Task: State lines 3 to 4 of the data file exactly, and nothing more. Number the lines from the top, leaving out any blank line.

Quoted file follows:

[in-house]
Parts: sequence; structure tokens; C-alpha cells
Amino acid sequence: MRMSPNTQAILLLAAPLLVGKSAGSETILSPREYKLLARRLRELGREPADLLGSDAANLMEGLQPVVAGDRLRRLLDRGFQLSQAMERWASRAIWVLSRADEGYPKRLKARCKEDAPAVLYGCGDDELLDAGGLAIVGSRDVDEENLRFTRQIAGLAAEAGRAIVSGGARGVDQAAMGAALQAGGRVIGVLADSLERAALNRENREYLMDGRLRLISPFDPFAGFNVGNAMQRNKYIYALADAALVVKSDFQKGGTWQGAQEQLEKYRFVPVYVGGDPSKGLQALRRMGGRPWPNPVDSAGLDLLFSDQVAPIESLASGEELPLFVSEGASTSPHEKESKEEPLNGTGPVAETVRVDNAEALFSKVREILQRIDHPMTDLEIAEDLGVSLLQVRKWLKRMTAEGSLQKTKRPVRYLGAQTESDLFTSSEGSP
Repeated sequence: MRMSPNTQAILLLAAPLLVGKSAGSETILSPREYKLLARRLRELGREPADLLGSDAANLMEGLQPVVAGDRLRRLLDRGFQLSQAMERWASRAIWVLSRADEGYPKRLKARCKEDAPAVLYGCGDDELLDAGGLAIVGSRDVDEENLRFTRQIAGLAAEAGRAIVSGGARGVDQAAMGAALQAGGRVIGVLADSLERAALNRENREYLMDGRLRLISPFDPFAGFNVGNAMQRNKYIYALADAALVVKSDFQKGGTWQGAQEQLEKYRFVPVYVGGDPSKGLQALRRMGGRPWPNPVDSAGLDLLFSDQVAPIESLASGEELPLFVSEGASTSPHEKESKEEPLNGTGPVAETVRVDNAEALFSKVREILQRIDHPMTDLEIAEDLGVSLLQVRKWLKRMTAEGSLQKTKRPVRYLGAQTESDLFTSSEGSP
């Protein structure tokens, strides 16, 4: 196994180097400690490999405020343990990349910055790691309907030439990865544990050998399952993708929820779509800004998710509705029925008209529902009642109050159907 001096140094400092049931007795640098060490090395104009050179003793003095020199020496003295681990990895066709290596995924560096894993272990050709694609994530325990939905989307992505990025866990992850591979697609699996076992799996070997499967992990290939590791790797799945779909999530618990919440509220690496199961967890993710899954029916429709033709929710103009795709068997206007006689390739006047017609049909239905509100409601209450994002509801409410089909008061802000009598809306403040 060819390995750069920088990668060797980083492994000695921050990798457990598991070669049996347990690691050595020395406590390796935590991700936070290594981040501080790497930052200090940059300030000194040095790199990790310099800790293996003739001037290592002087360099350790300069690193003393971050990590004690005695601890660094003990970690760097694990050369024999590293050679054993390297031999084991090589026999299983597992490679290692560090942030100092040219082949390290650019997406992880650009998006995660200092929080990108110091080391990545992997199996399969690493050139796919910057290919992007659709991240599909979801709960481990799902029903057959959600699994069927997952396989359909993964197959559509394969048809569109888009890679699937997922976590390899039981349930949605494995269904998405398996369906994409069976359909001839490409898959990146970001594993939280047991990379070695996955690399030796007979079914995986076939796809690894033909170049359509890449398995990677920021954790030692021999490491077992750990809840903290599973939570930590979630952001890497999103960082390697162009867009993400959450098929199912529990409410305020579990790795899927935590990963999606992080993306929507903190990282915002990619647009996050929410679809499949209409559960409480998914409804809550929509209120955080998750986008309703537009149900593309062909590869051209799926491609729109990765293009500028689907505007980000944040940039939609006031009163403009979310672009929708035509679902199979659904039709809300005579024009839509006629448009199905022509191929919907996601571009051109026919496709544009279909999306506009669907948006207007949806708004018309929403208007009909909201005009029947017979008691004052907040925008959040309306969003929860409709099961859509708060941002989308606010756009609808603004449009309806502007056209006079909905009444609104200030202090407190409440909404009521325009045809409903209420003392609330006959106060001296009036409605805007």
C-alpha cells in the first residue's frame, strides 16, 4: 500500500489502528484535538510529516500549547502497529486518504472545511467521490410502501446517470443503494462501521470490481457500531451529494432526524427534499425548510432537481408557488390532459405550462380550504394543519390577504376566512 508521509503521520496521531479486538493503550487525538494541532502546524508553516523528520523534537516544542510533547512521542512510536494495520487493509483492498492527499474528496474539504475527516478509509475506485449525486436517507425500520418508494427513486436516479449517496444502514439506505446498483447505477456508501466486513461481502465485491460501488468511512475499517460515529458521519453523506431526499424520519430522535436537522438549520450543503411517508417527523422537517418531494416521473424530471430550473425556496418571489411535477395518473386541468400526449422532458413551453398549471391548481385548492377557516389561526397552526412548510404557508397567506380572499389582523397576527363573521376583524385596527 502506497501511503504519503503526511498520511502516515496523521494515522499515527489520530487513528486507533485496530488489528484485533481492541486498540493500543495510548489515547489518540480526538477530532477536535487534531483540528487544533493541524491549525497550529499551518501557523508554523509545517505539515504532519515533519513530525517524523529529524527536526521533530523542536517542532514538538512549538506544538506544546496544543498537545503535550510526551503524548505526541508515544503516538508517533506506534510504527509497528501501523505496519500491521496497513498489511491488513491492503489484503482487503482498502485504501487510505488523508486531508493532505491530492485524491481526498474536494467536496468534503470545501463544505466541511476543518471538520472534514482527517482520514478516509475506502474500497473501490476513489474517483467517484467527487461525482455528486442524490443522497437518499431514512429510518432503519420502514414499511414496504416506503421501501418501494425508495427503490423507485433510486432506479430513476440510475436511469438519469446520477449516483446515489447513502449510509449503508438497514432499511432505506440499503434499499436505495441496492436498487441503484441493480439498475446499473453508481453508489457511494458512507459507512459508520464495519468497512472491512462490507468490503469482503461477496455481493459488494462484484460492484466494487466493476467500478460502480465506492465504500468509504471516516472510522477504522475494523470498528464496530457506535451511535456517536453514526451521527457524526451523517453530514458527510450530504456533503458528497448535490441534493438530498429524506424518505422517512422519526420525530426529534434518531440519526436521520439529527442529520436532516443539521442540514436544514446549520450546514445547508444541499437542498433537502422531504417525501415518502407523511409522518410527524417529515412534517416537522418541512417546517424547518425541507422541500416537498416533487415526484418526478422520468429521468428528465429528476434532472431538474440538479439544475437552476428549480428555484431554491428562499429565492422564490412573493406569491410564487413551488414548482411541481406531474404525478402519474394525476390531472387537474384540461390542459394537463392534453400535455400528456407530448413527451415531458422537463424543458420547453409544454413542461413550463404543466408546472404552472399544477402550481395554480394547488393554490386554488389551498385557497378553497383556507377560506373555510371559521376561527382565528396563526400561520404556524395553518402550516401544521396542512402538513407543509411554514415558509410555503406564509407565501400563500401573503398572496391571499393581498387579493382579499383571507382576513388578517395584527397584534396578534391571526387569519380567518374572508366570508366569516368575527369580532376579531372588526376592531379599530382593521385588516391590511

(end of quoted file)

Amino acid sequence: MRMSPNTQAILLLAAPLLVGKSAGSETILSPREYKLLARRLRELGREPADLLGSDAANLMEGLQPVVAGDRLRRLLDRGFQLSQAMERWASRAIWVLSRADEGYPKRLKARCKEDAPAVLYGCGDDELLDAGGLAIVGSRDVDEENLRFTRQIAGLAAEAGRAIVSGGARGVDQAAMGAALQAGGRVIGVLADSLERAALNRENREYLMDGRLRLISPFDPFAGFNVGNAMQRNKYIYALADAALVVKSDFQKGGTWQGAQEQLEKYRFVPVYVGGDPSKGLQALRRMGGRPWPNPVDSAGLDLLFSDQVAPIESLASGEELPLFVSEGASTSPHEKESKEEPLNGTGPVAETVRVDNAEALFSKVREILQRIDHPMTDLEIAEDLGVSLLQVRKWLKRMTAEGSLQKTKRPVRYLGAQTESDLFTSSEGSP
Repeated sequence: MRMSPNTQAILLLAAPLLVGKSAGSETILSPREYKLLARRLRELGREPADLLGSDAANLMEGLQPVVAGDRLRRLLDRGFQLSQAMERWASRAIWVLSRADEGYPKRLKARCKEDAPAVLYGCGDDELLDAGGLAIVGSRDVDEENLRFTRQIAGLAAEAGRAIVSGGARGVDQAAMGAALQAGGRVIGVLADSLERAALNRENREYLMDGRLRLISPFDPFAGFNVGNAMQRNKYIYALADAALVVKSDFQKGGTWQGAQEQLEKYRFVPVYVGGDPSKGLQALRRMGGRPWPNPVDSAGLDLLFSDQVAPIESLASGEELPLFVSEGASTSPHEKESKEEPLNGTGPVAETVRVDNAEALFSKVREILQRIDHPMTDLEIAEDLGVSLLQVRKWLKRMTAEGSLQKTKRPVRYLGAQTESDLFTSSEGSP